Michael Spivey and Ian Page, “How to program in handel,” Technical report, http://www.comlab.ox.ac.uk/oucl/hwcomp.html, Oxford University Computing Laboratory, 1993.Google Scholar
  18. 18.
    Laurence Paulson,ML for the Working Programmer, CUP, 1991.Google Scholar
  19. 19.
    G. Brown, W. Luk, and J. O'Leary, “Retargeting a hardware compiler proof using protocol converters,”Formal Aspects of Computing (to appear).Google Scholar
  20. 20.
    J.P. Bowen and He Jifeng, “Programs to hardware,”Tutorial Material, Formal Methods Europe'93, Industrial-Strenghth Format Methods, P.G. Larsen (ed.), pp. 437–450, 1993. A.P. Ravn (ed.),Provably Correct Systems (ProCoS) tutorial.Google Scholar
  21. 21.
    Jifeng He, Ian Page, and Jonathan Bowen, “Towards a provably correct hardware implementation of Occam,” G.J. Milne and L. Pierre (eds.),Correct Hardware Design and Verification Methods, Proc. IFIP WG10.2 Advanced Research Working Conference, CHARME'93, Vol. 683 ofLecture notes in Computer Science, Springer-Verlag, pp. 214–225, 1993.Google Scholar
  22. 22.
    Jonathan Bowen, Jifeng He, and Ian Page, “Hardware compilation,” J.P. Bowen (ed.),Towards Verified Systems, Real-time Safety-Critical Systems, Chapter, 10, Elsevier, pp. 193–207, 1994.Google Scholar
  23. 23.
    Ian Page, “Automatic design and implementation of microprocessors,”Proceedings of WoTUG-17, Amsterdam, pp. 190–204, April 1994. IOS Press, ISBN 90-5199-1630.Google Scholar
  24. 24.
    Wayne Luk, David Ferguson, and Ian Page, “Structured hardware compilation of parallel programs,” Will Moore and Wayne Luk (ed.),More FPGAs, Abingdon EE&CS books, 1994.Google Scholar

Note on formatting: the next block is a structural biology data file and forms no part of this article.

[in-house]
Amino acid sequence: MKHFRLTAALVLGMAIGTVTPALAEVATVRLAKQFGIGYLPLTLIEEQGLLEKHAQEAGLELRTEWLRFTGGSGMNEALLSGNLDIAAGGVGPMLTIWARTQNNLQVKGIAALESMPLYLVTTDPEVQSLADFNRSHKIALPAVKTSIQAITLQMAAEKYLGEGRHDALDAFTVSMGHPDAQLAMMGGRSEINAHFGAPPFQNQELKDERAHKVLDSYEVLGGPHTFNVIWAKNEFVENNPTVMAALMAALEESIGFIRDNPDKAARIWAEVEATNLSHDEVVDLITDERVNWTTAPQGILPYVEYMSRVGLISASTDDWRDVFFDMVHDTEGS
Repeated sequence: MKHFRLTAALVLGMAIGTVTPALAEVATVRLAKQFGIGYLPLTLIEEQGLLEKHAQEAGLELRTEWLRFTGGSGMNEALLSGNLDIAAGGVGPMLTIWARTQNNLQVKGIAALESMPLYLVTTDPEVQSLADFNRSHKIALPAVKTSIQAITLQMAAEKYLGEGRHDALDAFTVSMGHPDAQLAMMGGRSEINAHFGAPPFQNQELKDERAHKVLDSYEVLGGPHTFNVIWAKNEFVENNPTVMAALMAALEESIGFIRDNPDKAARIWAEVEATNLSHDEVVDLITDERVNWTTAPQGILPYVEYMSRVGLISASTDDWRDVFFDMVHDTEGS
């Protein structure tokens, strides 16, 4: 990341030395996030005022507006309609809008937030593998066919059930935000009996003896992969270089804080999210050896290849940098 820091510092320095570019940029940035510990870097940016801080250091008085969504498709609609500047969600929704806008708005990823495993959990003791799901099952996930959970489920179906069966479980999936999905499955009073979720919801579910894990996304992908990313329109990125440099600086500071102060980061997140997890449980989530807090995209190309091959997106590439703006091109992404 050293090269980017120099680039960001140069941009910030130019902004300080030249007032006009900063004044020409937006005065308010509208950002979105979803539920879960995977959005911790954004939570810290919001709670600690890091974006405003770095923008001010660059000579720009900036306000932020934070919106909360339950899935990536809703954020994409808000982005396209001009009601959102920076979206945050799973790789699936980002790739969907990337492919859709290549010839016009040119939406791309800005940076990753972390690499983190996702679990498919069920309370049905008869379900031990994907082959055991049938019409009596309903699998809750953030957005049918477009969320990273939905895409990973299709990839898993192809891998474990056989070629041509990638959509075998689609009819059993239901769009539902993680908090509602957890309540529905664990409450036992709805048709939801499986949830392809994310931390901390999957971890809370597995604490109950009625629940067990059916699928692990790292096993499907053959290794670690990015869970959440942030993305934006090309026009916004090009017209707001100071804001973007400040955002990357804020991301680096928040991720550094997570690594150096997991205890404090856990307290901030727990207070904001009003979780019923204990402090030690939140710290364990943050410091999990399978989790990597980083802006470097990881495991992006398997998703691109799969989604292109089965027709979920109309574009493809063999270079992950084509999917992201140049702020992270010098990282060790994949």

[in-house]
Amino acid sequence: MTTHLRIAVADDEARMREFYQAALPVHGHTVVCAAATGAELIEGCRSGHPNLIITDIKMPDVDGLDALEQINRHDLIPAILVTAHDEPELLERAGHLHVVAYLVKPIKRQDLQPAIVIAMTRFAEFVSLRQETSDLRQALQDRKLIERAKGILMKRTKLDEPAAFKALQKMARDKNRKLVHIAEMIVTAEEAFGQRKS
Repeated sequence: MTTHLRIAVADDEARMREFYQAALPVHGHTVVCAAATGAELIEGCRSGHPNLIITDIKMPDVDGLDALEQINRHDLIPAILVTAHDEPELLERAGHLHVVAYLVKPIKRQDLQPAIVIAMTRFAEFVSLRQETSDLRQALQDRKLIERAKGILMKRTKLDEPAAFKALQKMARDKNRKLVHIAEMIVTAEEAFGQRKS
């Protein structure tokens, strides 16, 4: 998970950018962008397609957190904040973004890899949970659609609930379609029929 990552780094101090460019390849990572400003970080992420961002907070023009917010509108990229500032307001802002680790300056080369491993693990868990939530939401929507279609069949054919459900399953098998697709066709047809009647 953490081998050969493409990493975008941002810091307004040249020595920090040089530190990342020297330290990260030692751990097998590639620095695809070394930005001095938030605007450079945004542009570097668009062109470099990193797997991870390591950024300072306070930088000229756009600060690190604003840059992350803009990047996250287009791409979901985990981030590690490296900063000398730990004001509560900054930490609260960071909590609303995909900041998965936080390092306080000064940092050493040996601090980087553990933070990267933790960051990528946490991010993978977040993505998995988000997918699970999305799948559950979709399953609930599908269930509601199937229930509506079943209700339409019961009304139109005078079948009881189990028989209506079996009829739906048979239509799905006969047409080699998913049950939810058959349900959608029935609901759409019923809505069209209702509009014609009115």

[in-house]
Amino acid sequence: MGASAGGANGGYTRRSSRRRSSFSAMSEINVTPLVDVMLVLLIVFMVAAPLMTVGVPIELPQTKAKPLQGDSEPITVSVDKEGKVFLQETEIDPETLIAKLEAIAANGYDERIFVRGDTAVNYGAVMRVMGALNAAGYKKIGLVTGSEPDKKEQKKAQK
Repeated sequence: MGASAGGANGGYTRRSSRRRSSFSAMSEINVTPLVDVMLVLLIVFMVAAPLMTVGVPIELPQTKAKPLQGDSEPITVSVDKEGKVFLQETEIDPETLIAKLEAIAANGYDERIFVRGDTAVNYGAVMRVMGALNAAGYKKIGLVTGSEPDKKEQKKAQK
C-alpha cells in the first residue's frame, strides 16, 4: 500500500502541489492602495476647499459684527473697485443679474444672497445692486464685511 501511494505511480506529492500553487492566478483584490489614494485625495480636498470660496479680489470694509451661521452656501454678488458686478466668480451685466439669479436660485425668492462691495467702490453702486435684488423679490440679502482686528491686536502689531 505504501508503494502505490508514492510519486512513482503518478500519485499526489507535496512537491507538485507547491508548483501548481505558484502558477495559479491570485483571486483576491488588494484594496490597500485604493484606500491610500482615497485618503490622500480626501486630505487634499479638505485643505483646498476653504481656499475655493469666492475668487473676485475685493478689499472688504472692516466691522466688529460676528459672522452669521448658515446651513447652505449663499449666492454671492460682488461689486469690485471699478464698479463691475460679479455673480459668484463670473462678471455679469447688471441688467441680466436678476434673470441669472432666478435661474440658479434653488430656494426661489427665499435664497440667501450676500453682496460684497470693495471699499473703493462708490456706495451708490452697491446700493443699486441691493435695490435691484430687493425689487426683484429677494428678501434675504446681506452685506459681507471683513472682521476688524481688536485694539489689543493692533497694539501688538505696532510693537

25. 25.
    C.A.R. Hoare and Ian Page, “Hardware and software: The closing gap,”Transputer Communications, Vol. 2, No. 2, pp. 69–90, June 1994.MATHGoogle Scholar
  26. 26.
    C.A.R. Hoare, “Refinement algebra proves correctness of compiling specifications,”3rd Refinement Workshop, C.C. Morgan and J.C.P. Woodcock (eds.), Workshops in Computer Science, Springer-Verlag, pp. 33–48, 1991.Google Scholar
  27. 27.
    C.A.R. Hoare and He Jifeng, “Refinement algebra proves correctness of a compiler,”Programming and Mathematical Method, International Summer School directed by F.L. Bauer, M. Broy, E. W. Dijkstra, C.A.R. Hoare, M. Broy (eds.), Vol. 88 of NATO ASI Series F: Computer and Systems Sciences, Springer-Verlag, pp. 245–269, 1992.Google Scholar
  28. 28.
    J.P. Bowen, He Jifeng, and P.K. Pandya, “An approach to verifiable compiling specification and prototyping,”Programming Language Implementation and Logic Programming (PLILP'90), P. Deransart and J. Maluszyński (eds.), Vol. 456 ofLecture Notes in Computer Science, Springer-Verlag, pp. 45–59, 1990.Google Scholar
  29. 29.
    Adrian Lawrence, Andrew Kay, Wayne Luk, Toshio Nomura, and Ian Page, “Using recofigurable hardware to speed up product development and performance,” W. Luk and W. Moore (eds.),FLP95, Lecture Notes in Computer Science, Springer Verlag, 1995.Google Scholar
  30. 30.
    Sundance Multiprocessor Technology Ltd., 4 Market Square, Amersham, Bucks, HP7 ODQ, U.K.,Product Overview, 1995.Google Scholar
  31. 31.
    Xilinx, San Jose, CA 95124,The Programmable Gate Array Data Book, 1993.Google Scholar
  32. 32.
    Inmos,The Transputer Development and iq Systems Databook, Inmos Ltd., 1991.Google Scholar
  33. 33.
    Matthew Bowen, “Video motion tracking,” Undergraduate project report, see http://www.comlab.ox.ac.uk/oucl/hwcomp.html, Oxford University Computing Laboratory, 1994.Google Scholar
  34. 34.
    Ian Page and Wayne Luk, “Compiling occam into FPGAs,”FPGAs, Will Moore and Wayne Luk (eds.), Abingdon EE&CS books, pp. 271–283, 1991.Google Scholar
  35. 35.
    Ian Page, Wayne Luk, and Henry Lau, “Hardware compilation for FPGAs: Imperative and declarative approaches for a robotics interface,”Proc. IEE Colloquium on Field-Programmable Gate Arrays—Technology and Applications, Ref. 1993/037, IEE, pp. 9.1–9.4, 1993.Google Scholar

Copyright information

© Kluwer Academic Publishers 1996

Authors and Affiliations

  • Ian Page
    • 1
  1. 1.Programming Research GroupOxford University Computing LaboratoryOxfordEngland

Personalised recommendations